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Fantastic Fest Review: Phil Tippett’s ‘Mad God’

Fantastic Fest Review: Phil Tippett’s ‘Mad God’

After being presented with the text of an ancient scroll followed by establishing shots depicting the hellish landscape surrounding a sinister spire that looms over a monster-infested dystopian wasteland, it’s quite clear Phil Tippett’s epic stop-motion adventure Mad God is going to be an incredible sight to behold, a sentiment that remains true right up until the credits roll. This bizarre story begins with a nameless soldier carrying a briefcase of explosives as they descend into the lair of an unseen being that rules over this land with a bloody, mechanical fist. Once the lift makes it to the ground it’s made apparent that the soldier will be navigating a deadly maze of sorts with each subsequent level of the factory-esque fortress being vastly different from the next, and the means of traversing between them altering greatly as well. Each level contains insanely detailed sets that were all painstakingly constructed over the course of the film’s excruciatingly long production which lasted over thirty years. It’s all executed using classic stop-motion animation techniques, that when combined with the visual style give the film a highly unique aesthetic throughout it’s eighty-three minute runtime.

As the soldier explores this waking nightmare of a world they encounter a slew of horrifying creatures that look to be the product of some deranged experiments carried out by the evil ruler and most of which want nothing more than to shed the blood of everything in their line of sight, making for some scarily intense encounters despite the film not containing a single line of spoken dialogue. There’s a handful of other humanoids inside the lair, with most of the ones that aren’t dead upon discovery meeting comically dark demises delivered by one of the aforementioned monsters. A bit later on we’re introduced to the mad scientist who’s conducting a myriad of trials within the unholy lair after the soldier discovers he’s one of many who have attempted this mission before, and it’s here that the themes of the film begin to emerge. There’s a lot of broad subtext woven into this morbidly rendered fantasy that ponder the concept of time, the meaning (or lack thereof) of our existence, and how little structure there is to the universe as a whole. It also presents a wildly unique and unbiased depiction of a higher power, allowing a wider range of possible audiences to consider the deeper meaning of these various thematics in relation to their own lives and belief systems.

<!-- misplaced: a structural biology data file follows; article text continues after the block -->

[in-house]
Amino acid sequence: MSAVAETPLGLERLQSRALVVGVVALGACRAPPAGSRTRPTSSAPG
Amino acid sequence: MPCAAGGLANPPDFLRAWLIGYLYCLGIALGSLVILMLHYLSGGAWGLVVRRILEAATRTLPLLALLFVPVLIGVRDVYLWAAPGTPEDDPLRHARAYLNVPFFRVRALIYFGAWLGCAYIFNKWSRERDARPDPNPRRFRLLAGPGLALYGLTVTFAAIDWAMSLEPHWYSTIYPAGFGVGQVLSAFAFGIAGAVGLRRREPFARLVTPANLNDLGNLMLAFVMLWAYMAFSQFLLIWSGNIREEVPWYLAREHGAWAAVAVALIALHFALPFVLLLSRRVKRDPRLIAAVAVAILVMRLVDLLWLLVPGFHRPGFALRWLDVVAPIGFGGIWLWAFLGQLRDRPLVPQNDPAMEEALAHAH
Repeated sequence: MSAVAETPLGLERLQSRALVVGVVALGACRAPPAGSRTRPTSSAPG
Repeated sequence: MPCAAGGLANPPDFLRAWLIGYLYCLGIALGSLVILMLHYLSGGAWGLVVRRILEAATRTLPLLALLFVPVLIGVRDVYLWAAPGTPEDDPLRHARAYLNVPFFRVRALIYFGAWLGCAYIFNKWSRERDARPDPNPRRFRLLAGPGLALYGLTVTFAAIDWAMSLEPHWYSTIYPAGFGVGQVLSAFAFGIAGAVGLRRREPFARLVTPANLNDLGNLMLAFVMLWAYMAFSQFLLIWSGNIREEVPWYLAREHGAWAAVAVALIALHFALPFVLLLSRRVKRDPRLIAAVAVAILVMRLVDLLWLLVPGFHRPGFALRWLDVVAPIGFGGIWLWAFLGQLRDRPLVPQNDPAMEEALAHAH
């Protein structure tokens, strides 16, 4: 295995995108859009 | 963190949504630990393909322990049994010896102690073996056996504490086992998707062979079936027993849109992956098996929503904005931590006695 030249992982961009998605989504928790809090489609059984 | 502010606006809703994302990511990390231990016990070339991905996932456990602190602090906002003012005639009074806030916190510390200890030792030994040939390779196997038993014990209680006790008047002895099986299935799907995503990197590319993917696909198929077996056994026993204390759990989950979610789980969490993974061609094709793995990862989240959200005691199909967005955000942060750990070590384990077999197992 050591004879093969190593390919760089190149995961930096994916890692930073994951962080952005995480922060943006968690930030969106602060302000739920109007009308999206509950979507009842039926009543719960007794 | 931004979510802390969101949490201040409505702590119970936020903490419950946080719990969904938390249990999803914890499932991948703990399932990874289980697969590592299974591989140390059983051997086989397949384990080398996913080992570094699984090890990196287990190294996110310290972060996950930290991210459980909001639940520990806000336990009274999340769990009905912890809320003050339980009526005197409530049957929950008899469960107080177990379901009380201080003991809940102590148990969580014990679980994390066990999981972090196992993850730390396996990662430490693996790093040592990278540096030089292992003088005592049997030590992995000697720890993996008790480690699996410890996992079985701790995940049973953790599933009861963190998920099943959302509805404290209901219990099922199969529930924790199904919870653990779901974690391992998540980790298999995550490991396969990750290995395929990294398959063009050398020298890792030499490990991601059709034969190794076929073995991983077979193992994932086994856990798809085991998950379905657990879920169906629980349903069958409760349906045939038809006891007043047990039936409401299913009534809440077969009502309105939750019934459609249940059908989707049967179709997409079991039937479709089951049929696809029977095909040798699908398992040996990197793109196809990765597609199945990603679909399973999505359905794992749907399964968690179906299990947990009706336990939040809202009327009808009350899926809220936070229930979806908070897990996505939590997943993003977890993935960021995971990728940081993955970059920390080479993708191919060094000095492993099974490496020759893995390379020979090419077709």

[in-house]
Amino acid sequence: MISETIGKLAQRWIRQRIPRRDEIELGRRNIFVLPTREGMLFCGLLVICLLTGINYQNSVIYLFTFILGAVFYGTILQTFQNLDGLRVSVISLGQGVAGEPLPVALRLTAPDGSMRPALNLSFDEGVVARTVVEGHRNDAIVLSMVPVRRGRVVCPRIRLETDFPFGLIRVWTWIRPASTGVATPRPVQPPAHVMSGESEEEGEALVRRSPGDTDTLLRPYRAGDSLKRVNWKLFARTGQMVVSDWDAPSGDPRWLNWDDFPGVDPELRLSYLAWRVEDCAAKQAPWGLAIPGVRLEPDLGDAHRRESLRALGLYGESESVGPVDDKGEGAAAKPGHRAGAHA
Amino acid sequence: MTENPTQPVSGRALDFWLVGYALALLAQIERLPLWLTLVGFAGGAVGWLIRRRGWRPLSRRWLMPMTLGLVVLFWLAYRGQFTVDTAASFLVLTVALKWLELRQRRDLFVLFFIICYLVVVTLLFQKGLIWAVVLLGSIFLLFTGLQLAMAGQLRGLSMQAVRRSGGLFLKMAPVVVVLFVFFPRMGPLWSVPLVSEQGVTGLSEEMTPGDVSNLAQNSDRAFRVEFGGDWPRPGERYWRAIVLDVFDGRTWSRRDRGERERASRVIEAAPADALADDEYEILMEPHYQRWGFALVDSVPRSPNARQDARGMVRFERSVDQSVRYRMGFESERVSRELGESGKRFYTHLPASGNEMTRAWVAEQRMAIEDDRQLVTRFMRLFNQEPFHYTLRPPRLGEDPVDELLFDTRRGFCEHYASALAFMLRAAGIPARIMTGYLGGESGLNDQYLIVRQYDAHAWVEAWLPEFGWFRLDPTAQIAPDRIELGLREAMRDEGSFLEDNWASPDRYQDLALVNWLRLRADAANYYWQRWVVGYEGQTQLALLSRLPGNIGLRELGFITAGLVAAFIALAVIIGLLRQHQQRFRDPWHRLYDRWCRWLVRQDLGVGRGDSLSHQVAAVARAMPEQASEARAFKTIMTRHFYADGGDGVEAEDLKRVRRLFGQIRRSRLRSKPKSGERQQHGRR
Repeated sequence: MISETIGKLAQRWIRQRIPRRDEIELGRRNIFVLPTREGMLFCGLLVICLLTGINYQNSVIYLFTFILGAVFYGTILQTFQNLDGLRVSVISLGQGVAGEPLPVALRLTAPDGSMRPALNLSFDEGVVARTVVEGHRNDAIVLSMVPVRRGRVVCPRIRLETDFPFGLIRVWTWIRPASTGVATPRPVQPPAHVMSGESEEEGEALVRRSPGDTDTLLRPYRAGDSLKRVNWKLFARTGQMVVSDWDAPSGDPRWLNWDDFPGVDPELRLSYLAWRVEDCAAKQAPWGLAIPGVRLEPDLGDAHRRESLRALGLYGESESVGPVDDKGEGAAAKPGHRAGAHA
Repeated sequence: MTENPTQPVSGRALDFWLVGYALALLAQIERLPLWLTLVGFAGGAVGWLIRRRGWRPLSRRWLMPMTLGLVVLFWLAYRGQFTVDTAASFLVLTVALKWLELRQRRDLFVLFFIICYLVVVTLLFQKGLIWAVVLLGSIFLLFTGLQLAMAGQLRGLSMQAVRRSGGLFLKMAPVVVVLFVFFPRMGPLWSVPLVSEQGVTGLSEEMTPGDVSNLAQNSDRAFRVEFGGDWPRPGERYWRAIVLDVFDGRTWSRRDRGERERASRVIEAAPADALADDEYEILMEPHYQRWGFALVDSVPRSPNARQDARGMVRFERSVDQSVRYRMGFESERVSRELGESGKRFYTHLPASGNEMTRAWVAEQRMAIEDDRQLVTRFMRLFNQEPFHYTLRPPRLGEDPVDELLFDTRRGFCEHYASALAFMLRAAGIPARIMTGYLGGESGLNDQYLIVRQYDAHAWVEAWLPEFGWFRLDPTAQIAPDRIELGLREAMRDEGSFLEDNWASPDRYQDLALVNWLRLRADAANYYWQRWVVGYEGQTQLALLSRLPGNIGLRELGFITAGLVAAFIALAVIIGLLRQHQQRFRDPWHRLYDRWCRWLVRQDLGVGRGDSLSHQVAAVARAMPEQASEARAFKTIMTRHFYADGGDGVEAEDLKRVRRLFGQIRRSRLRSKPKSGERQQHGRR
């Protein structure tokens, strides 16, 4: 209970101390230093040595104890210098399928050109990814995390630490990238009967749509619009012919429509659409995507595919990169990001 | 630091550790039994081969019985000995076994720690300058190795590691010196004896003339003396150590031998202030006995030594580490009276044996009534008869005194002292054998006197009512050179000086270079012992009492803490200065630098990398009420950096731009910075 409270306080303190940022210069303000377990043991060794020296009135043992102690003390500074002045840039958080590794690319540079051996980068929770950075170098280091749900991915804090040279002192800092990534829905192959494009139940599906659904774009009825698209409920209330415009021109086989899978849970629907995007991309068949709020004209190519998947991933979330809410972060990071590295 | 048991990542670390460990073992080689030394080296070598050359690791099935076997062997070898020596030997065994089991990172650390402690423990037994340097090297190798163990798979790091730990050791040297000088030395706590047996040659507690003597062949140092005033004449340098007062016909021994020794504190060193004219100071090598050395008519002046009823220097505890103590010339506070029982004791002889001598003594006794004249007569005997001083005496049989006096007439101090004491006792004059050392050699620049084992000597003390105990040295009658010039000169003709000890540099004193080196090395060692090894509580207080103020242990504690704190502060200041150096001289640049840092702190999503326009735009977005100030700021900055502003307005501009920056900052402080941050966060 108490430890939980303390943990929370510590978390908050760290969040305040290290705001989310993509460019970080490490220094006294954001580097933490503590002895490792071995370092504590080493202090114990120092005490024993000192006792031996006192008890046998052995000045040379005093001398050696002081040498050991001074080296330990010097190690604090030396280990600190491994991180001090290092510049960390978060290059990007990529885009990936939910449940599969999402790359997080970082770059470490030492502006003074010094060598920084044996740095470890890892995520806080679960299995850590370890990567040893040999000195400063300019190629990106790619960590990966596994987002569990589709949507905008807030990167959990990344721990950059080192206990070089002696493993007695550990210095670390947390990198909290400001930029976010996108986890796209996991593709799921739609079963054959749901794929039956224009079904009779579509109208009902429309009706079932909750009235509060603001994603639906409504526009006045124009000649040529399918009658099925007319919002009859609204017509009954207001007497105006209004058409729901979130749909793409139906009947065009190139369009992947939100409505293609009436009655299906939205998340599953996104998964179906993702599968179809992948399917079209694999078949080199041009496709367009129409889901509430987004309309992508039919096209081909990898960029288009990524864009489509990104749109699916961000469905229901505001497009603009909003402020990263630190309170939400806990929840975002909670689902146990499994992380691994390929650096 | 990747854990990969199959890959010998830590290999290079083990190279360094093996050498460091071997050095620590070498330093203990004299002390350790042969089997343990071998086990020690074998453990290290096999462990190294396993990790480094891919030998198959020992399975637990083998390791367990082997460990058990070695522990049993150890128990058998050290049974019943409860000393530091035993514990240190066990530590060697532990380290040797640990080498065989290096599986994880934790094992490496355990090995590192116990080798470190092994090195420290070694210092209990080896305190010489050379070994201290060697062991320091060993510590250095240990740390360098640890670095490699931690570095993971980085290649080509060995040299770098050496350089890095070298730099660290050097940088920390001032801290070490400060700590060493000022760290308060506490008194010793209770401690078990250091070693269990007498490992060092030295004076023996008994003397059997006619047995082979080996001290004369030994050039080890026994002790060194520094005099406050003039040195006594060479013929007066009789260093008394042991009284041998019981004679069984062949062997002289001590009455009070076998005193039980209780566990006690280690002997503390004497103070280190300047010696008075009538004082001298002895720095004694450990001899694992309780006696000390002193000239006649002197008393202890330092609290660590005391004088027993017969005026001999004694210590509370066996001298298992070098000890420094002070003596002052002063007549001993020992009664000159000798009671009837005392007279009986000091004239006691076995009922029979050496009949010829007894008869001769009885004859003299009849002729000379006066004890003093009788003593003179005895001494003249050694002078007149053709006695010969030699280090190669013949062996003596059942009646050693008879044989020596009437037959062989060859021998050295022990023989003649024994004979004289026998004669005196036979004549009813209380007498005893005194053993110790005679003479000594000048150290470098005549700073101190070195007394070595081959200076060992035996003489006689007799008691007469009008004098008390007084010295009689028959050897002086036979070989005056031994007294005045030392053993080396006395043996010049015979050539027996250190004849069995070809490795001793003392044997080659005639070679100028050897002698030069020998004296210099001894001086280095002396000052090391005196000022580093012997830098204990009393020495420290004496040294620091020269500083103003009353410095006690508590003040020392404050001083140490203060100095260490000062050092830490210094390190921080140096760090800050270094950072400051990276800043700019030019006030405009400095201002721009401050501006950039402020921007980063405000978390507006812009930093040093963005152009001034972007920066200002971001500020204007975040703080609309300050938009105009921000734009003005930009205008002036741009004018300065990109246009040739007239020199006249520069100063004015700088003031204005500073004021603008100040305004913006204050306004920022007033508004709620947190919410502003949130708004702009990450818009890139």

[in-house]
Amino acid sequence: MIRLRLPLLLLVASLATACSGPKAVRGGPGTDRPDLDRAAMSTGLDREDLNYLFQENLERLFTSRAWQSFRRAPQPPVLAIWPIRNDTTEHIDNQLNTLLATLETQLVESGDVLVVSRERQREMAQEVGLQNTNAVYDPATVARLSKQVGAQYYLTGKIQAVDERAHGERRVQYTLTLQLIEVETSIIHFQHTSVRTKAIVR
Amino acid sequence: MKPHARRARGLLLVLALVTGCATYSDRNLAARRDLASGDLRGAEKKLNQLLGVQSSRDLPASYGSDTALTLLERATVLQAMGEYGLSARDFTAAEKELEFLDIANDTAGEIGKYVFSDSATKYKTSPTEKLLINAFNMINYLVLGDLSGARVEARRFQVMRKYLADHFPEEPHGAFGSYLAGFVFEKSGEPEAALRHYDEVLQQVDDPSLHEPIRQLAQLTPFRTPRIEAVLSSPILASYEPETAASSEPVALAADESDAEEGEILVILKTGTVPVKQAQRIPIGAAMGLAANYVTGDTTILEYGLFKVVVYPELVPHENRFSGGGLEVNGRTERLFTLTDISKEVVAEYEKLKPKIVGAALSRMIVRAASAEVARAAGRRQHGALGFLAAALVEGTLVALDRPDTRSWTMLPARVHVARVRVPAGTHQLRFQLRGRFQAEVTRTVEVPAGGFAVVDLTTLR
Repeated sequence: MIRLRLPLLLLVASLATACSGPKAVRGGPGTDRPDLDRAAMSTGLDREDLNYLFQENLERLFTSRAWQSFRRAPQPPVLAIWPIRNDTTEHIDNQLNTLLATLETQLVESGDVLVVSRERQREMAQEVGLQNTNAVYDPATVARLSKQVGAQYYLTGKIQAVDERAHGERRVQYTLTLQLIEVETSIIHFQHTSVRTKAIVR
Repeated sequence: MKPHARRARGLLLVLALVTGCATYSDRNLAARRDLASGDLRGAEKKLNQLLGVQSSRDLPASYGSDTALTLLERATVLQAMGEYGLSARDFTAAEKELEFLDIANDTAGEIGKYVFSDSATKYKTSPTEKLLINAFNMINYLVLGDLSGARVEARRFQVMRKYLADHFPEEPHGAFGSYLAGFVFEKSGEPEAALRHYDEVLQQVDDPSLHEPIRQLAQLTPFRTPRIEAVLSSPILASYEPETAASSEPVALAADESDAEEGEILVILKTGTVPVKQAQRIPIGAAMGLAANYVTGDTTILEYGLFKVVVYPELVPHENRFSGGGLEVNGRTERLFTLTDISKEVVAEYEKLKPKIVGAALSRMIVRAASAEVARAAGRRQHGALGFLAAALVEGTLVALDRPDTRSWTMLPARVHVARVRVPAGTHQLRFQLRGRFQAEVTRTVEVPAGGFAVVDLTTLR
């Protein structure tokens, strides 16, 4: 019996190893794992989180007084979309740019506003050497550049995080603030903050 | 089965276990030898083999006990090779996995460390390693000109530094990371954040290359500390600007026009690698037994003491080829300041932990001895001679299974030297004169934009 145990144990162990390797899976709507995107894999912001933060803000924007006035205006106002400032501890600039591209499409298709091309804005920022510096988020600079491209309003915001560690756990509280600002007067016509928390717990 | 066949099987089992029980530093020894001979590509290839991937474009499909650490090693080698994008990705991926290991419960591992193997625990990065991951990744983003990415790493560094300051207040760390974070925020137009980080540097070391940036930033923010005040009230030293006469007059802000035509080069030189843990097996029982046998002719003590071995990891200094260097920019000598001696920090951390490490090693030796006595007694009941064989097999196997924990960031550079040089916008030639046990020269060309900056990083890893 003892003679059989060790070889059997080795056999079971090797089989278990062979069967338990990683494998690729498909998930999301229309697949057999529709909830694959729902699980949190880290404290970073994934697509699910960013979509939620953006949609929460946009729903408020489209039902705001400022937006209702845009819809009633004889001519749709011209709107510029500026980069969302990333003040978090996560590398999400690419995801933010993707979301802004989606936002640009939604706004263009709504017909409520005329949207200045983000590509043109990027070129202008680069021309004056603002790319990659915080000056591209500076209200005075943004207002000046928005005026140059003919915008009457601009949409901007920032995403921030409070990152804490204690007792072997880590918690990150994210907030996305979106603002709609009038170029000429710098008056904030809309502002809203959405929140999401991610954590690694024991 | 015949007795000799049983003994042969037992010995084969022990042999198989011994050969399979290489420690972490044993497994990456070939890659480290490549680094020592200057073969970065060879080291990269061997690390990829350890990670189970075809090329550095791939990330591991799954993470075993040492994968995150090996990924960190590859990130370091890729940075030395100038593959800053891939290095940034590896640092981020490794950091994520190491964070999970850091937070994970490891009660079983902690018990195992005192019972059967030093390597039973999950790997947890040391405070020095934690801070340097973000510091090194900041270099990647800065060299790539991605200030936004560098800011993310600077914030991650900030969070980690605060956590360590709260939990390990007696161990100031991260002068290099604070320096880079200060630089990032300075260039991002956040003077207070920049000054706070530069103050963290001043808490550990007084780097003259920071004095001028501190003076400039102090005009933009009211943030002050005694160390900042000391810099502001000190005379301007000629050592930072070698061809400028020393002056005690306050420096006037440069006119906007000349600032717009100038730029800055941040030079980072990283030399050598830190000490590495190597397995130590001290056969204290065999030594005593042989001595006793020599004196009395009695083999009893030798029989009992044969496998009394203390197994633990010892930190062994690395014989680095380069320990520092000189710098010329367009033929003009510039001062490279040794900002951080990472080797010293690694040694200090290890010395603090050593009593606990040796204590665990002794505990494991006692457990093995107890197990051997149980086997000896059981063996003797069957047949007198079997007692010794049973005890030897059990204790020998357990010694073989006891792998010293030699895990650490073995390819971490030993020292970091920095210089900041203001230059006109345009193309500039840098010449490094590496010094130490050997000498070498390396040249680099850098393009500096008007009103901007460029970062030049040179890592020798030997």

There’s scenes throughout that some viewers will consider directionless, though much of the beauty is in the logically unexplainable but philosophically interpretable aspects of Mad God much like it is in life itself. It’s almost as if Tippet is questioning the validity of our very existence, drawing multiple parallels between humankind and the faceless soldier trying to accomplish their mission in a world they don’t understand. There’s a line from a Bright Eyes song that suggests “how strange it is to be anything at all” and that feels highly applicable to what he’s trying to convey with this film. Things live and die, are built and destroyed, can be drawn and erased in the blink of an eye; all without much external meaning unless we apply it ourselves. This ponderous, highly abstract method of storytelling undoubtedly won’t be for everyone but those who are able to connect with Mad God will find an extremely rewarding cinematic experience awaiting them, one that’s ripe to be watched multiple times as they continue deciphering what it has to say. You can attempt to decipher it yourself when it’s released later this year, and the briefcase full of distribution details will be planted here as it becomes available.